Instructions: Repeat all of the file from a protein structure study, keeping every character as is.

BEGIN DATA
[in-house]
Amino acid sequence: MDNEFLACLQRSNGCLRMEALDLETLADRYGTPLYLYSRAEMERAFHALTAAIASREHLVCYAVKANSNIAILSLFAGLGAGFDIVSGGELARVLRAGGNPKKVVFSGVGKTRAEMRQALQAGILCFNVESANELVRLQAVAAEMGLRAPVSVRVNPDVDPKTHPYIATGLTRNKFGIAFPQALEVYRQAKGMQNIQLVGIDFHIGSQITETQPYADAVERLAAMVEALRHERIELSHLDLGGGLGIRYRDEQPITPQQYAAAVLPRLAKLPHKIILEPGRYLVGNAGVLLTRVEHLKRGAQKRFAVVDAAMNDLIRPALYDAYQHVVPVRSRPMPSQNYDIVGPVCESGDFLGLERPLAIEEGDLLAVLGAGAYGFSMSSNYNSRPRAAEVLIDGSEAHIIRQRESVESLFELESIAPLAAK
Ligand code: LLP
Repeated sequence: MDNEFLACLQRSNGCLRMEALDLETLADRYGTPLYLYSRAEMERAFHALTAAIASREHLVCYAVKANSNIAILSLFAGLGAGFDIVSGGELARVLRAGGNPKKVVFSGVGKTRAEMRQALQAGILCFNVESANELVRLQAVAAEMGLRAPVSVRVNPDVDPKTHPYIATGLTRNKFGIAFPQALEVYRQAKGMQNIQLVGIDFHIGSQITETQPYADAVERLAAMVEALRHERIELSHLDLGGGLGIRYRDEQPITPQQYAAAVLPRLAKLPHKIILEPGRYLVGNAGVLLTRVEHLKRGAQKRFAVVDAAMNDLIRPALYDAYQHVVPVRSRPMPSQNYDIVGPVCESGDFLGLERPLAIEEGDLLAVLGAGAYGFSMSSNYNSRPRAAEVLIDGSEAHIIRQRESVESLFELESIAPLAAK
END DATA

[in-house]
Amino acid sequence: MDNEFLACLQRSNGCLRMEALDLETLADRYGTPLYLYSRAEMERAFHALTAAIASREHLVCYAVKANSNIAILSLFAGLGAGFDIVSGGELARVLRAGGNPKKVVFSGVGKTRAEMRQALQAGILCFNVESANELVRLQAVAAEMGLRAPVSVRVNPDVDPKTHPYIATGLTRNKFGIAFPQALEVYRQAKGMQNIQLVGIDFHIGSQITETQPYADAVERLAAMVEALRHERIELSHLDLGGGLGIRYRDEQPITPQQYAAAVLPRLAKLPHKIILEPGRYLVGNAGVLLTRVEHLKRGAQKRFAVVDAAMNDLIRPALYDAYQHVVPVRSRPMPSQNYDIVGPVCESGDFLGLERPLAIEEGDLLAVLGAGAYGFSMSSNYNSRPRAAEVLIDGSEAHIIRQRESVESLFELESIAPLAAK
Ligand code: LLP
Repeated sequence: MDNEFLACLQRSNGCLRMEALDLETLADRYGTPLYLYSRAEMERAFHALTAAIASREHLVCYAVKANSNIAILSLFAGLGAGFDIVSGGELARVLRAGGNPKKVVFSGVGKTRAEMRQALQAGILCFNVESANELVRLQAVAAEMGLRAPVSVRVNPDVDPKTHPYIATGLTRNKFGIAFPQALEVYRQAKGMQNIQLVGIDFHIGSQITETQPYADAVERLAAMVEALRHERIELSHLDLGGGLGIRYRDEQPITPQQYAAAVLPRLAKLPHKIILEPGRYLVGNAGVLLTRVEHLKRGAQKRFAVVDAAMNDLIRPALYDAYQHVVPVRSRPMPSQNYDIVGPVCESGDFLGLERPLAIEEGDLLAVLGAGAYGFSMSSNYNSRPRAAEVLIDGSEAHIIRQRESVESLFELESIAPLAAK